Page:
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Essay

Clint Eastwood

By February 9, 2012 No Comments
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I can’t get Clint Eastwood out of my head. What with that gravelly voice and those death-grip like focused eyes, he’s been stuck there. Admittedly, I only watched portions of the middle of the Super Bowl—primarily to see Madonna and the half-time show—and the final quarter of the game. Entertaining as all that may have been it’s been Clint and the Chrysler commercial that’s been replaying in my mind.

If you’ve not seen it, you may view it here: It’s Halftime in America.

The approximately two minute ad begins with the sound of a roaring crowd subsiding into what we are to assume, appropriately placed in the viewing schedule, is the game’s halftime. Walking towards the camera through the darkened stadium tunnel backlit from the light of the playing field is the silhouette of Mr. Eastwood casting yet a larger shadow on the tunnel wall accompanied by the sound of the solid footfalls of his boots. Every bit tough, stoic, and “manly” he states:

“It’s halftime. Both teams are in their locker room discussing what they can do to win this game in the second half.”

Cue the inspirational music, beginning softly, but with brass instruments so it’s still conveying a strength and power (think something akin to Copland’s Fanfare For The Common Man and Appalachian Spring together.) The scene segues to what appears as a rural front porch in a dewy early morning, then a flyover view of Manhattan, then various images of “average Americans” beginning their days:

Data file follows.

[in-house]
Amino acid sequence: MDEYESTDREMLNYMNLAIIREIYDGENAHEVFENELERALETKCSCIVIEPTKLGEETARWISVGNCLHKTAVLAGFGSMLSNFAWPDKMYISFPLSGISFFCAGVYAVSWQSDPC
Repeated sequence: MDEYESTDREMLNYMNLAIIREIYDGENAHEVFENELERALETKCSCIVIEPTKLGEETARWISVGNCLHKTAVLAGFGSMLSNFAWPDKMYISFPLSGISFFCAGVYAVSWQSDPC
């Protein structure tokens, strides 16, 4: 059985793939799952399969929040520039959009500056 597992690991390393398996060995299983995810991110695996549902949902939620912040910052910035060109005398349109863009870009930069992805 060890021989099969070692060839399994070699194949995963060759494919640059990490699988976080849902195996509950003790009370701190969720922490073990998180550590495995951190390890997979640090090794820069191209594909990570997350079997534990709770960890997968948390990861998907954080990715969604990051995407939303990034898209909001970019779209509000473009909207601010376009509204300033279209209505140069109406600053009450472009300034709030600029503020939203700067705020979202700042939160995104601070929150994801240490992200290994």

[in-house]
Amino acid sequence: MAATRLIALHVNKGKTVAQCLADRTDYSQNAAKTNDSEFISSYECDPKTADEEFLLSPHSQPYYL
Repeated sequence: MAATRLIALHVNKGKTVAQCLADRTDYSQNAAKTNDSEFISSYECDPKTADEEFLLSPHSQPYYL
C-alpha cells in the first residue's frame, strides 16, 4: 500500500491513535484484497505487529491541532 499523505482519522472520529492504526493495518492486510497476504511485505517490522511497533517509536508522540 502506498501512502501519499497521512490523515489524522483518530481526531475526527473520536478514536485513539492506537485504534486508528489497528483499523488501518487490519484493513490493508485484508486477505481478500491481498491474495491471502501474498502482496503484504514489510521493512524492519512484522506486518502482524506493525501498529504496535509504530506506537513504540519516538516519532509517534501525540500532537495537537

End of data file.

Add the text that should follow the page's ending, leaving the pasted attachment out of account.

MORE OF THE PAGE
“It’s halftime in America, too. People are out of work and they’re hurting. And they’re all wondering what they’re going to do to make a comeback. And we’re all scared, because this isn’t a game.”

Then, just under sixty words and thirty seconds into the promo we have the words and image of what brand is technically being “advertized”: Detroit. With the City of Detroit’s flag clearly emblazoned with the words Detroit and Michigan solidly waving, Mr. Eastwood goes on:

“The people of Detroit know a little something about this. They almost lost everything. But we all pulled together, now Motor City is fighting again.”

To be clear, the commercial is for a brand, for the Chrysler Group and their trademark “IMPORTED FROM DETROIT.” They’re selling cars. And yet, obviously, the commercial is about so much more. They’re not just selling cars. They’re not just selling the all-important image. No, they’re selling more than an image, an idea, a hope, and a yearning.

The ad continues with Mr. Eastwood acknowledging that we’ve been knocked down, we’ve fallen on a hard spell. “We”? “We,” Detroit. Sure. “We,” the American Auto industry. Yep. But “we” purposely hangs there signifying more. We, America.

“It seems like we’ve lost our heart at times. When the fog of division, discord, and blame made it hard to see what lies ahead. But after those trials, we all rallied around what was right, and acted as one. Because that’s what we do. We find a way through tough times, and if we can’t find a way, then we’ll make one.”